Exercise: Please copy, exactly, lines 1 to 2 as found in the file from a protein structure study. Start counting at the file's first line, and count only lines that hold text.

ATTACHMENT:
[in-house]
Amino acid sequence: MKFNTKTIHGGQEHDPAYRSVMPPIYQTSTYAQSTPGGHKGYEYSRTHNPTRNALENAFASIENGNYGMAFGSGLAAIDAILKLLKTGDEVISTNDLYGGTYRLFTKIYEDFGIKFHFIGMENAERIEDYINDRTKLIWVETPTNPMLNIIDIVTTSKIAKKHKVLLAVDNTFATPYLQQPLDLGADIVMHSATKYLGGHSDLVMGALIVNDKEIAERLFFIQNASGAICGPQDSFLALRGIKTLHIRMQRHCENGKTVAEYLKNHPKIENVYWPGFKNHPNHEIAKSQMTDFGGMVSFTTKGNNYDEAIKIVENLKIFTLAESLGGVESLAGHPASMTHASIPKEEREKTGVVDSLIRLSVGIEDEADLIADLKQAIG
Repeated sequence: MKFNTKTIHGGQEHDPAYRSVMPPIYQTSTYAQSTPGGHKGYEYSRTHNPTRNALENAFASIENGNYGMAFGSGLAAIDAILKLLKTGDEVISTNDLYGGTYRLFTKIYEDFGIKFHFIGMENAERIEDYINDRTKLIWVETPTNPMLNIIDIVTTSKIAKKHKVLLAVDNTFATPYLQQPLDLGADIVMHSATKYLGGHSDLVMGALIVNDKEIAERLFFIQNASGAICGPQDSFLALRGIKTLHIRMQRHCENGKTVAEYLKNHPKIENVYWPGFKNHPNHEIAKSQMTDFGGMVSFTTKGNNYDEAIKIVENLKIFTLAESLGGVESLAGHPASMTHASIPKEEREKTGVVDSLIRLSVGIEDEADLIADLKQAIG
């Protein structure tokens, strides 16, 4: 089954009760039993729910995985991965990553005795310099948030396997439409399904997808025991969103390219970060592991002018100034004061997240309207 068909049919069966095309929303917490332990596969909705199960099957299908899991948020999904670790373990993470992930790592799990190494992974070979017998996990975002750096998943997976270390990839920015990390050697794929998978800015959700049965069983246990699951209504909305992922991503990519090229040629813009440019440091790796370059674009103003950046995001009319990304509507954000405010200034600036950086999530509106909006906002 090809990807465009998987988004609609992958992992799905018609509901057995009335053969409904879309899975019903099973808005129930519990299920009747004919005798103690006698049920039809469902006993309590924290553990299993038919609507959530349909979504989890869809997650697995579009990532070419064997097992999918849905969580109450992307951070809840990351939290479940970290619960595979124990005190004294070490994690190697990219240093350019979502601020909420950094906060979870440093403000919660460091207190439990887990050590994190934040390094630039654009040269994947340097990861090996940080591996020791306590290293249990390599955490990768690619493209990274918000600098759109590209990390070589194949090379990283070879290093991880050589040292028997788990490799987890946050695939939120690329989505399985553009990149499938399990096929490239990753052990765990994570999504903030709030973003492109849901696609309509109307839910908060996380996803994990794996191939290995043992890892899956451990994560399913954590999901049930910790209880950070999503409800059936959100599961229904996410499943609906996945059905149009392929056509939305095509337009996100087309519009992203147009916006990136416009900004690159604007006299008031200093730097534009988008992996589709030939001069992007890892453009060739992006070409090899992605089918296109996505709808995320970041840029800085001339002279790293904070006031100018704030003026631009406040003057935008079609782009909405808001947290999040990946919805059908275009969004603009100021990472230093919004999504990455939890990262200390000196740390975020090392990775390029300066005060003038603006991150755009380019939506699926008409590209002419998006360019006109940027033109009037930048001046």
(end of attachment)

[in-house]
Amino acid sequence: MKFNTKTIHGGQEHDPAYRSVMPPIYQTSTYAQSTPGGHKGYEYSRTHNPTRNALENAFASIENGNYGMAFGSGLAAIDAILKLLKTGDEVISTNDLYGGTYRLFTKIYEDFGIKFHFIGMENAERIEDYINDRTKLIWVETPTNPMLNIIDIVTTSKIAKKHKVLLAVDNTFATPYLQQPLDLGADIVMHSATKYLGGHSDLVMGALIVNDKEIAERLFFIQNASGAICGPQDSFLALRGIKTLHIRMQRHCENGKTVAEYLKNHPKIENVYWPGFKNHPNHEIAKSQMTDFGGMVSFTTKGNNYDEAIKIVENLKIFTLAESLGGVESLAGHPASMTHASIPKEEREKTGVVDSLIRLSVGIEDEADLIADLKQAIG